The danger of the "green jobs" argument

“Green jobs” is, for better or worse, becoming the rallying cry and focal point of the fight over climate change legislation in Congress. I’ve generally had reservations over this approach because:
  1. The point of the climate bill is climate, not jobs, and it is hard to do both at the same time
  2. I worry that the green jobs argument is being oversold
  3. If the case that the bill will create jobs is shown to be flawed, it tremendously weakens the public argument for the bill (even though it loses none of its urgency)
Given that preamble... Tyler Cowen links to a study on the cost of green jobs in Spain. Here are some choice quotes from the study:
Spain’s experience cited by President Obama as a model reveals with high confidence, by two different methods, that the U.S. should expect a loss of at least 2.2 jobs on average, or about 9 jobs lost for every 4 created, to which we have to add those jobs that non-subsidized investments with the same resources would have created.
The study calculates that since 2000 Spain spent €571,138 to create each “green job”, including subsidies of more than €1 million per wind industry job.
And here is Tyler’s commentary:
To be sure, there are very real benefits from limiting climate change. But if it takes more jobs to produce "green energy," that is a net cost to the economy, not a benefit... We're dealing now with something beyond the Keynesian short run and so those extra jobs are a drain of resources from elsewhere. If you wish, sub out the word "energy" and sub in the word "agriculture" and then reevaluate the sentence from the vantage point of 1900. Would it truly create net jobs -- much less good jobs -- to trash tractors and industrial fertilizer? The ideal situation would be a technology where very few jobs were required to create and distribute the nation's energy supply.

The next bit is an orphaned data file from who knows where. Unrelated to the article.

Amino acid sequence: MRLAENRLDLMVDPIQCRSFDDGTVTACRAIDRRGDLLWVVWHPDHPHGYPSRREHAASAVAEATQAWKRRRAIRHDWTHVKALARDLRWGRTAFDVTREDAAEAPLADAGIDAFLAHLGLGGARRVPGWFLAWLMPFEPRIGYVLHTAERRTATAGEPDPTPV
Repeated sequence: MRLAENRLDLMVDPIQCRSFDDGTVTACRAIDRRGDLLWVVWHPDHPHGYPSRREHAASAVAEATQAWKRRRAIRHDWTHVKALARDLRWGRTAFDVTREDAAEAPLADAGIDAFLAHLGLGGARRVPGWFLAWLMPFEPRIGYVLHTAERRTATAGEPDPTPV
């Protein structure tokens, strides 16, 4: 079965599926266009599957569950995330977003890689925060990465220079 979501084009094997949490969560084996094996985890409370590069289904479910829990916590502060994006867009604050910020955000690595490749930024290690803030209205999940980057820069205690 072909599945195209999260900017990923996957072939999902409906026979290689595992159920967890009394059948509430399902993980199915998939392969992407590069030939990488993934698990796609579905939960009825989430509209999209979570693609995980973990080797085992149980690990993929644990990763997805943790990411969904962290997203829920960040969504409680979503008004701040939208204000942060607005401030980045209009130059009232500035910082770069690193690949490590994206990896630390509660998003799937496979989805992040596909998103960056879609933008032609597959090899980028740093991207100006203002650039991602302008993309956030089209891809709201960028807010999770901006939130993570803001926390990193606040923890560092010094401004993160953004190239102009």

The idea that directed government spending is important to private sector job creation in the long term flies in the face of most capitalist ideology and economic theory. It is, in effect, economic populism with socialist implications (and with all due respect to socialism, I don't think that's what most American voters would aim for if the argument were laid out transparently). But the green jobs meme is so attractive politically, given the state of the economy, that it’s lured lawmakers like a Siren... and I worry how things will turn out once the economic evidence is examined in the light of day.

Tyler also links to Bastiat's candlemakers' petition against the sun, which is both quite funny and quite apropos.

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